“pricing-in” increases in the 1-month Libor rate of about 175bp over the next two  
years, and another 100bp the following year.  
3
Karl Schwab, CFA  
Managing Director  
Financial Services Group  
901-347-1899  
D E B T  
C A P I T A L  
M A R K E T S  
Tuesday, April 19, 2011  
Table 3 – Yield Table Incorporating Forward Curve  
Source: Bloomberg  
This floating rate reverse mortgage pool will provide investors with the full benefit  
of increasing short rates (no periodic caps), will reduce portfolio reinvestment risk  
(balance accrual) and will provide capital benefits as a 0% risk-weighted asset.  
Demand for reverse mortgage pools has increased significantly in recent  
months as depository investors have recognized the benefits of owning these  
assets. Balance sheet managers will find that it is well worth their time to  
understand these assets and how they can add value to a portfolio  
Karl Schwab, CFA  
Managing Director  
4
K
a
r
Karl Schwab, CFA  
Managing Director  
Financial Services Group  
901-347-1899  
D E B T  
C A P I T A L  
M A R K E T S  
l
S
c
h
w
Tuesday, April 19, 2011  
Disclosures  
The information contained herein is based on sources that we believe to be reliable, but Cantor Fitzgerald & Co. and its  
affiliate companies (collectively “Cantor Fitzgerald”) do not warrant its completeness or accuracy. It is not to be  
considered as an offer to sell or solicitation of an offer to buy the securities or other products discussed herein. Any  
commentary contained herein was prepared by trading desk personnel. Trading desk personnel responsible for this  
information receive compensation based upon, among other things, the overall profitability of Cantor Fitzgerald, including  
profits derived from proprietary trading activities. This is not a research report and the commentary contained herein  
should not be considered to be research. The views of trading desk personnel may differ from the view of research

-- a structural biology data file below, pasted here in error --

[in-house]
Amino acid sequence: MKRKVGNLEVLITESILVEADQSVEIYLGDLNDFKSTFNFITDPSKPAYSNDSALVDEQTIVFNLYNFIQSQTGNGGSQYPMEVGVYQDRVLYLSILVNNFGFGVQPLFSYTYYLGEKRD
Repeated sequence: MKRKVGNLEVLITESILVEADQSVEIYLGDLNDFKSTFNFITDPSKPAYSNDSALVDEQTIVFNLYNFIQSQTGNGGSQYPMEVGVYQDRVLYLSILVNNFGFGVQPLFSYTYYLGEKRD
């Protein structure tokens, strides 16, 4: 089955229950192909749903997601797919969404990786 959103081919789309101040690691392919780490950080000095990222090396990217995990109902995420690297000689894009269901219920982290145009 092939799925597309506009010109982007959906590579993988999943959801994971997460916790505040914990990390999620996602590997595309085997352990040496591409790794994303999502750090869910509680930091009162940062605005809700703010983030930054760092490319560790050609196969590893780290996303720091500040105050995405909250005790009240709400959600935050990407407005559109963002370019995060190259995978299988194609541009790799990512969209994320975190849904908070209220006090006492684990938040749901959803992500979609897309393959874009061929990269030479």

personnel. All prices, yields and opinions expressed are subject to change without notice. Cantor Fitzgerald may have a  
position in the securities or other products discussed herein (or options with respect thereto), and may sell to and/or  
purchase from customers on a principal basis or as agent for another person. In addition, Cantor Fitzgerald may have  
acted as an underwriter of such securities or other products, and may currently be providing investment banking services  
to the issuers of such securities or products.  
The information herein may contain general, summary discussions of certain business, tax, regulatory, accounting and/or  
legal issues. Any such discussion is necessarily generic and may not be applicable to, or complete for, any particular  
recipient’s specific facts and circumstances. Cantor Fitzgerald is not offering and does not purport to offer business, tax,  
regulatory, accounting or legal advice and this information should not be relied upon as such. Prior to entering any  
proposed transaction, recipients should determine, in consultation with their own business, legal, tax, regulatory and  
accounting advisors, the economic risks and merits, as well as the business, legal, tax, regulatory and accounting  
characteristics and consequences, of the transaction.  
Cantor Fitzgerald disclaims any and all liability relating to this information.  
5
K
a
r
Karl Schwab, CFA  
Managing Director  
Financial Services Group  
901-347-1899  
D E B T  
C A P I T A L  
M A R K E T S  
l
S
c
h
w
Tuesday, April 19, 2011  
Cantor Fitzgerald L.P., Global Headquarters  
499 Park Avenue New York, New York 10022  
212-938-5000, www.cantor.com  
Cantor Debt Capital Markets  
110 East 59th Street, New York, New York 10022  
877-cantor-4 (877-226-8674), 212-829-5282  
Fixed Income Sales and Trading  
Asset Management  
Atlanta, GA  
Los Angeles, CA  
404-201-2400  
310-282-6665  
Boca Raton, FL  
Memphis, TN  
800-699-0904  
888-326-8990  
Bohemia, NY  
Naples, FL  
877-736-9894  
866-592-9075  
Boston, MA  
Philadelphia, PA  
857-413-2020  
610-941-2978  
Charlotte, NC  
Ponte Vedra Beach, FL  
704-374-0570  
866-209-7140  
Chicago, IL  
San Francisco, CA  
312-469-7435  
888-326-7871  
Dallas, TX  
Seattle, WA  
214-866-0410  
866-667-2341  
Darien, CT  
Shrewsbury, NJ  
203-662-3661  
732-380-3800  
Houston, TX  
Summit, NJ  
713-783-1312  
908-517-5290  
6